2

See Code Review

See Github Project

I need to parse out instances of +word+ line by line (replace +word+ with blank). I'm currently using the following (working) sed regex:

newLine=$(echo "$line" | sed "s/+[a-Z]\++//g")

This violates "SC2001" according to "ShellCheck" validation;

SC2001: See if you can use ${variable//search/replace} instead.

I've attempted several variations without success (The string "+word+" remains in the output):

newLine=$(line//+[a-Z]+/)
newLine=$(line/+[a-Z]+//)
newLine=$(line/+[a-Z]\++/)
newLine=${line//+[a-Z]+/}
and more..

I've heard that in some cases sed is necessary, but I would like to use Bash's built in find and replace if possible.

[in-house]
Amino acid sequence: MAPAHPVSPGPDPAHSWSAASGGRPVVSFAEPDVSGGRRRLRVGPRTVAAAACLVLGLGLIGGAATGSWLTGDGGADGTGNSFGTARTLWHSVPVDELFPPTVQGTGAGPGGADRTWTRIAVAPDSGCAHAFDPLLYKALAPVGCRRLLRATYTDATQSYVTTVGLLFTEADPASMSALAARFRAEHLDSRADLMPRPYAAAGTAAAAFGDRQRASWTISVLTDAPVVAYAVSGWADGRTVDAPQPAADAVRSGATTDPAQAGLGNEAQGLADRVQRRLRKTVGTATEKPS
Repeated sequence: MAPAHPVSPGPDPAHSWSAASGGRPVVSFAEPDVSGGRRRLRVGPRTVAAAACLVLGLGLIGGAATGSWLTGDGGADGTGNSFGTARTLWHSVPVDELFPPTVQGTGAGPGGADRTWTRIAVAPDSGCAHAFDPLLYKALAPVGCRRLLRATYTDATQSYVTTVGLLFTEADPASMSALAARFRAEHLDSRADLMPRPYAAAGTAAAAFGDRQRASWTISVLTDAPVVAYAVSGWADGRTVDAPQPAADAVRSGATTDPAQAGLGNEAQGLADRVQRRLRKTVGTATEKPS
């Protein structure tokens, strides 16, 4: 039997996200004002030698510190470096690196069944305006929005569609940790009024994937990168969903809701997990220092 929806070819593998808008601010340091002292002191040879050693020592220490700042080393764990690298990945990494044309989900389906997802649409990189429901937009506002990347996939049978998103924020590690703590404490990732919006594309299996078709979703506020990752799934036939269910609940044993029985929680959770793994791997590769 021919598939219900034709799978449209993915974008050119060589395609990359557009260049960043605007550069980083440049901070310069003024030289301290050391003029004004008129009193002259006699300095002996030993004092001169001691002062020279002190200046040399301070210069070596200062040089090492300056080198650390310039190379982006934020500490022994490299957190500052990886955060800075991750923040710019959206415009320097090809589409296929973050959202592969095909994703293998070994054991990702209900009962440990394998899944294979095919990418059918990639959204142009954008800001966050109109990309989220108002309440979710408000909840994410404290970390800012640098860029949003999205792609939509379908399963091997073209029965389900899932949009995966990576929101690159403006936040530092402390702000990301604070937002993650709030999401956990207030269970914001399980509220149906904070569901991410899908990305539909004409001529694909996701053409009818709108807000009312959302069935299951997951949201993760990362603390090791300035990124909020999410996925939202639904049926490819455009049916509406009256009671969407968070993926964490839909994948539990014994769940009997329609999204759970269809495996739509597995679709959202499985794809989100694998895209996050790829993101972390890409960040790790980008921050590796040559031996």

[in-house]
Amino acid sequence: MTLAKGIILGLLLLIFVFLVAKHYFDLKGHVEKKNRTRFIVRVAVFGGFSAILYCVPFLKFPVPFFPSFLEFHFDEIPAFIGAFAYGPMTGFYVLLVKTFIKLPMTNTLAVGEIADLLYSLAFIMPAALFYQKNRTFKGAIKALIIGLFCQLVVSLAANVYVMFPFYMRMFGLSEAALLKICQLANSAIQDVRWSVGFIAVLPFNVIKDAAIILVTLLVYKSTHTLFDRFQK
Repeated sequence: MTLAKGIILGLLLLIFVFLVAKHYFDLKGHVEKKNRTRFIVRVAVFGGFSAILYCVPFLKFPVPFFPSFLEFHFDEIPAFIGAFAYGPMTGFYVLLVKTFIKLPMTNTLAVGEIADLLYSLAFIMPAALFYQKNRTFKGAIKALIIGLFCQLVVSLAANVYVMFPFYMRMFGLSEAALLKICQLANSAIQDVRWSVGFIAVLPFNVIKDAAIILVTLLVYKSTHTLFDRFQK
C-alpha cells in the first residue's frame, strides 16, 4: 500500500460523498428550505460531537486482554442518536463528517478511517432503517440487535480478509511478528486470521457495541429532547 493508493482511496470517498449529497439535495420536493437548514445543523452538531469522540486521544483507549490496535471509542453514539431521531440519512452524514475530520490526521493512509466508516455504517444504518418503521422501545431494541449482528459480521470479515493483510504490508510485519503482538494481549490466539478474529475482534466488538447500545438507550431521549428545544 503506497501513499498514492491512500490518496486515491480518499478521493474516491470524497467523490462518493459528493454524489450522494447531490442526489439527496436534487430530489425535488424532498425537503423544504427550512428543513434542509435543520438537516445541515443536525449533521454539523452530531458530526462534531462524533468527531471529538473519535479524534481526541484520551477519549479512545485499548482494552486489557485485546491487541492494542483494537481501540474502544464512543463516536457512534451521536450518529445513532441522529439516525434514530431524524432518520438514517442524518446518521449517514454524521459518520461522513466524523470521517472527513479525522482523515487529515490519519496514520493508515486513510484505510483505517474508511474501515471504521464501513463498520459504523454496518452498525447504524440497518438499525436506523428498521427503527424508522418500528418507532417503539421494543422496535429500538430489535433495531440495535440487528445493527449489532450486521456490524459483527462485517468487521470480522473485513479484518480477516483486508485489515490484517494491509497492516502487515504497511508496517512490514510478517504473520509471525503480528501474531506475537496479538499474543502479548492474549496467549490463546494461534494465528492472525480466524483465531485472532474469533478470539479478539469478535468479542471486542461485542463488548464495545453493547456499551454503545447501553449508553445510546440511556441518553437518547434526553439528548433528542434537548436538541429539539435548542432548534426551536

• What do you mean by "without success"? What was wrong with your solutions? – choroba Mar 11 '17 at 20:39
  • The string "+word+" remains in the output. – Matt Mar 11 '17 at 20:40
4

The substitution in parameter expansion doesn't use regular expressions, but patterns. To get closer to regular expressions, you can turn on extended patterns:

shopt -s extglob
new_line=${line//++([a-Z])+}
  • Please provide example that exactly reproduces the behavior of : sed "s/+[a-Z]\++//g". The provided example does not seem to be parsing +word+. – Matt Mar 18 '17 at 20:52
  • @MatthewA.Brassey: The behaviour of [a-Z] depends on the current locale. Use a more explicit character class (e.g. [[:alnum:]]). – choroba Mar 19 '17 at 8:47
  • [[:alnum:]] was the solution! Thank you. – Matt Jun 3 '17 at 20:03

Your Answer

By clicking “Post Your Answer”, you agree to our terms of service, privacy policy and cookie policy

Not the answer you're looking for? Browse other questions tagged or ask your own question.